5 considerations you need to make before restoring your listed stone property

Listed Stone Property

An introduction to listed stone properties and grades

Since the pandemic, the housing market has seen growth like never before. New houses are not being constructed quickly enough, and prices are going through the roof. It’s no surprise. Therefore, that house buyers are looking at older buildings where they can make a home. But what do you do if you have found your perfect older home, only to find that it’s a listed stone property offering many hoops for you to jump through before you can restore it?

This month, Coulon Stone looks at what you will have to think about before you start to restore your listed stone property and how you will need a local stonemason onside to support you through your project.

In England, historic buildings, whether for residential or commercial purposes, are often protected to prolong their lives. Let’s look at what each of the grades means for a building and what you will need to think about if your listed stone property falls into one of these categories:

Grade I – The property is of exceptional interest, generally historically. Much of the grade 1 listed buildings in England are holy grounds and churches. Only 2.5% of homes have grade I listing. This is the most challenging grading with incredibly tough restrictions to get through.

Grade II* – These buildings are considered particularly important and usually have stunning exteriors. Take a look at Stratford upon Avon high street to see what we mean. Whilst you will be able to restore these buildings a little more easily, extra precautions are in place.

Grade II – Your building is of particular historic or architectural interest and should be preserved in every way possible. Older cottages or grander houses of significant importance often fall into this list.

You will be able to see which of the grades your home falls into by checking the National Heritage Listing for England. Use your postcode and any keywords to look up your listed stone property before you decide to purchase.

Considerations for your listed stone property

Now that we have taken a deep dive into graded properties and what you can expect from each grading, let’s look at what you need to think about before deciding whether you can restore your listed stone property.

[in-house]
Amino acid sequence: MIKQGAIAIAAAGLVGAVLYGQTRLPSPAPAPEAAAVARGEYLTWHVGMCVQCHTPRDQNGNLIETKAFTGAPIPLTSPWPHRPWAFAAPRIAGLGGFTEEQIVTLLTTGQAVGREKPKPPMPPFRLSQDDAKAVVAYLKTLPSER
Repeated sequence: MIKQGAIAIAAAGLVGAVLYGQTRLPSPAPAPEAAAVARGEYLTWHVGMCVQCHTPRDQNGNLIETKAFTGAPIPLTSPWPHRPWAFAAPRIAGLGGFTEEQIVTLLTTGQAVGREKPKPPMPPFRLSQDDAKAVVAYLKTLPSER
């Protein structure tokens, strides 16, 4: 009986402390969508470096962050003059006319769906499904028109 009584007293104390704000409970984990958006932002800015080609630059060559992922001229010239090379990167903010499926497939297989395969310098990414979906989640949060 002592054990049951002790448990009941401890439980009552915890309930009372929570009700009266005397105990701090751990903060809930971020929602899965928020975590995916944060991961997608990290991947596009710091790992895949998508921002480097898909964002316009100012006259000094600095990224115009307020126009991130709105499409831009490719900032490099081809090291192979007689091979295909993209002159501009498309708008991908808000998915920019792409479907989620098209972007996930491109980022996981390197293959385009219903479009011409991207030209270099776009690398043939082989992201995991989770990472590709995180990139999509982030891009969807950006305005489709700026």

Permissions you have to be granted

Making any changes to your new home will require the agreement of planning, your local building authority, and you will need to apply for listed building consent. This consent can be a challenge to successfully apply for, as conservation officers will need to look into your home and take its historical significance into account.

Specialist home insurance to protect your home

Home insurance is a must to protect any home, but when you are insuring a listed stone property, you must make your insurers aware that the property is listed. Depending on the type of home you are buying, specialist insurance may have to be taken out to protect your home. This is because any damage to the property may have significantly more financial implications than others.

Ongoing maintenance and repairs

Don’t forget that even after you have completed your restoration, you will need to consider that your listed stone property will require ongoing maintenance to keep it in excellent condition. Ongoing maintenance and repairs are far more cost-effective than letting your building fall into disrepair, but you will need to factor this in when you weigh up your abilities to complete the project.

Working with a specialist team

You will only want to work with trusted teams who have experience working with listed stone properties. This is not a task to be taken lightly, and you will need to trust your team of contractors to come in and restore your home using the correct methods and materials.

Using original and traditional materials and methods

If planning permission is granted and you have successfully applied for listed building consent, you may have been asked to use traditional materials and techniques when completing any restoration on your listed stone property. This is so that you are not altering the appearance or the character of the building.

The benefits of working with a local stonemason

If you have decided that you can save your dream property, you will need to carefully consider who you work with to make this restoration a success. As you need to think about the materials and methods that will be used on your listed stone property, an average tradesman or stonemason may not be able to offer this service. Finding a specialist stonemason, therefore, should be top of your list when considering what you need to restore on your graded home.

At Coulon Stone, along with our domestic work creating or restoring staircases, fireplaces and kitchen worktops, we work with restoration projects across Buckinghamshire and beyond. Working on historic and beautiful buildings to restore them to former glory gives us tremendous satisfaction. Being a trusted stonemason for many homes and historic buildings across the South East means we have huge experience in graded building projects.

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Coulon Stone can support you with your listed stone property

If you plan to purchase and restore a listed stone property in 2022, speak with Coulon Stone today. We have been working as trusted stonemasons since 1990 and have a considerable amount of advice and information ready to impart. We have excellent links to the surrounding Buckinghamshire area based just outside of High Wycombe in Stokenchurch. We are happy to work beyond the home counties as a reliable team.

From building restoration to stone monuments, Coulon Stone is the specialist stonemason team you need to work with on your listed stone property restoration this year. Give us a call today or book an appointment to visit us at our showroom.